This section is from the book "The Steward's Handbook And Guide To Party Catering", by Jessup Whitehead. Also available from Amazon: Larousse Gastronomique.
A southern luxury, almost a necessity, and the cooking of it is carried to perfection.
The object is to have all the grains separate when done. Drop the rice into plenty of boiling water; as the water is going to be drained off, it makes no difference if there is a large quantity. After the rice has boiled up once, move the vessel to the side and let it simmer until the grains are tender when pinched between the fingers. Then pour into a seive and let the water run away, put back the rice with some cold water, wash it around, drain that off, then set the drained rice back in the saucepan at the side of the fire for the remaining moisture to steam through it and make it hot again. Toss it up with a fork.
The right way in which to serve rice and curry, as a second or final entree at the table is as follows: From the dish of rice passed round by the waiter a helping of about 5 or 6 table-spoonfuls should be taken; the curry, chosen from a selection of at least three varieties, should then be handed round, and about 1 tablespoonful ought to amply suffice for the above mentioned quantity of rice; chutney may then be optionally added on one side of the plate from a cruet-stand conveniently placed on the table, and one teaspoonf ul ought to be enough.
Baked rice may be used as a vegetable or as a dessert. In the latter case it may be varied by the addition of sweet and bitter almonds pounded, candied cherries, ginger or citron, preserved cherries and raisins.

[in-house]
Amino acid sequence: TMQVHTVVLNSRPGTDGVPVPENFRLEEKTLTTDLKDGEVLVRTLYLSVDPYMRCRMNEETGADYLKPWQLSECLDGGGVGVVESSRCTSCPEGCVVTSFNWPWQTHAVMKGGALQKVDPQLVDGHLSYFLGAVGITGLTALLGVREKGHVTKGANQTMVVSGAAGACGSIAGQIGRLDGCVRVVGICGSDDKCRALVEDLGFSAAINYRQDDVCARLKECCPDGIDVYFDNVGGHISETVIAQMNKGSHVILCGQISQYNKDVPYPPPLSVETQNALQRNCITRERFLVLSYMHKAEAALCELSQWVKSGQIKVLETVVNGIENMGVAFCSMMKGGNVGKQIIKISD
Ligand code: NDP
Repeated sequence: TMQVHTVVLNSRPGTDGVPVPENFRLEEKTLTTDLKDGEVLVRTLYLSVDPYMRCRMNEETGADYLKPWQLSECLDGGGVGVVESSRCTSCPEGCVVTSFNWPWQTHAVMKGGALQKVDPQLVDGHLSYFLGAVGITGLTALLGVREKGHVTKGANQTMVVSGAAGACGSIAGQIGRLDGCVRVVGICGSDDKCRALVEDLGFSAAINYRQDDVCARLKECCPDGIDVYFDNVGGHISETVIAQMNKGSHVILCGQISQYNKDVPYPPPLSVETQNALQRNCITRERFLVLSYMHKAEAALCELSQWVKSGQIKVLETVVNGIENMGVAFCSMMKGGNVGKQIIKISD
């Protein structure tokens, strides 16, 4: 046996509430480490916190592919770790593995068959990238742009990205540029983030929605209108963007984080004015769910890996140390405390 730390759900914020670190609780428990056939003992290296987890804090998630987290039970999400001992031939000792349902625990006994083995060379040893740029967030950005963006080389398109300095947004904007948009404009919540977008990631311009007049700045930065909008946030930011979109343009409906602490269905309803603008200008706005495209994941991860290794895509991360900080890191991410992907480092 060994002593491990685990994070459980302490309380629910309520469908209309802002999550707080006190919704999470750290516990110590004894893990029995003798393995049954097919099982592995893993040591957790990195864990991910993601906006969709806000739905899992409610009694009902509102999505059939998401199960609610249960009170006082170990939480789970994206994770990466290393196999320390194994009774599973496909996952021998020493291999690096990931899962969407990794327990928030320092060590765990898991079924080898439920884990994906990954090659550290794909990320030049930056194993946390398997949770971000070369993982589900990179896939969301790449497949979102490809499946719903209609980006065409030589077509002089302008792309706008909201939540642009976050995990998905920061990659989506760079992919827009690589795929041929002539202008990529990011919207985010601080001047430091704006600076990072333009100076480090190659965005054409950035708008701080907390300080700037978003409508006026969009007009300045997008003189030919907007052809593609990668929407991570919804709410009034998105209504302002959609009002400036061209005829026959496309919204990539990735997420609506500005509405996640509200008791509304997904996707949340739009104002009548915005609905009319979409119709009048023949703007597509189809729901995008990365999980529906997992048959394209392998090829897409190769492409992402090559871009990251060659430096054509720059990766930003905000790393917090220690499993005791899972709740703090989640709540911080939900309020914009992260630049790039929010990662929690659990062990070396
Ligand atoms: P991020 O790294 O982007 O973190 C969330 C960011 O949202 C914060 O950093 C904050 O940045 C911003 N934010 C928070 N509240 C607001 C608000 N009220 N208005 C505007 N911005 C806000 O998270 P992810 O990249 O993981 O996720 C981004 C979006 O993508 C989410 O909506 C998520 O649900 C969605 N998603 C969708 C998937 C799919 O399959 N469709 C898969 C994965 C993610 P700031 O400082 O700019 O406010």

One cup raw rice, 1 qt. milk, 1 cup sugar, 2 tablespoons butter, 5 eggs, flavoring; rice, milk and sugar boiled together, other ingredients mixed in; baked.
Cold;~ornamental; a mould coated with jelly and lined ornamentally with candied fruits, sliced, by sticking them on the jelly; boiled rice, whipped cream, sugar, vanilla, and gelatine made up like Bavarian cream and filled into the mould; filling is pure white.
Paris specialty. Boiled rice in whole grains covered with sugar-syrup flavored with orange peel. When completely cold, serve it on a dish in alternate layers of rice and fresh strawberries (uncooked). Garnish the dish by surrounding the base of the pudding with some of the finest strawberries.
Same as above.
Cold cooked rice mixed with flour and milk, etc.; baked in gem pans.
Rice is used as an adulterant to make bread carry much water. It is said that the addition of 4 lbs. rice, boiled with all the water it will take up, mixed in the dough will make 25 lbs. more bread out of a barrel of flour.